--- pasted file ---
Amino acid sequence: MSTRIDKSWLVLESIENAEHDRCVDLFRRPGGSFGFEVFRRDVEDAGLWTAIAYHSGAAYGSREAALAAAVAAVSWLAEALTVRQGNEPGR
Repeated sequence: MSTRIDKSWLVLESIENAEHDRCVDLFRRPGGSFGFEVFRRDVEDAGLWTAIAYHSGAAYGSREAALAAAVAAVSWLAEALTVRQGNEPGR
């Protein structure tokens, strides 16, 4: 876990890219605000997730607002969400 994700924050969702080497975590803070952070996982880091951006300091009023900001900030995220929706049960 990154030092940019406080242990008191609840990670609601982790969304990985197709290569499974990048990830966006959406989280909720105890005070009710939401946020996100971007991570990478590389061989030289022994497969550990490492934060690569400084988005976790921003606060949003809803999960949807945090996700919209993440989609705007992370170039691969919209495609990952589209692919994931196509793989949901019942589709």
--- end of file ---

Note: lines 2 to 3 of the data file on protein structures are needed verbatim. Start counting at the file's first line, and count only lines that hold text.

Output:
Repeated sequence: MSTRIDKSWLVLESIENAEHDRCVDLFRRPGGSFGFEVFRRDVEDAGLWTAIAYHSGAAYGSREAALAAAVAAVSWLAEALTVRQGNEPGR
């Protein structure tokens, strides 16, 4: 876990890219605000997730607002969400 994700924050969702080497975590803070952070996982880091951006300091009023900001900030995220929706049960 990154030092940019406080242990008191609840990670609601982790969304990985197709290569499974990048990830966006959406989280909720105890005070009710939401946020996100971007991570990478590389061989030289022994497969550990490492934060690569400084988005976790921003606060949003809803999960949807945090996700919209993440989609705007992370170039691969919209495609990952589209692919994931196509793989949901019942589709």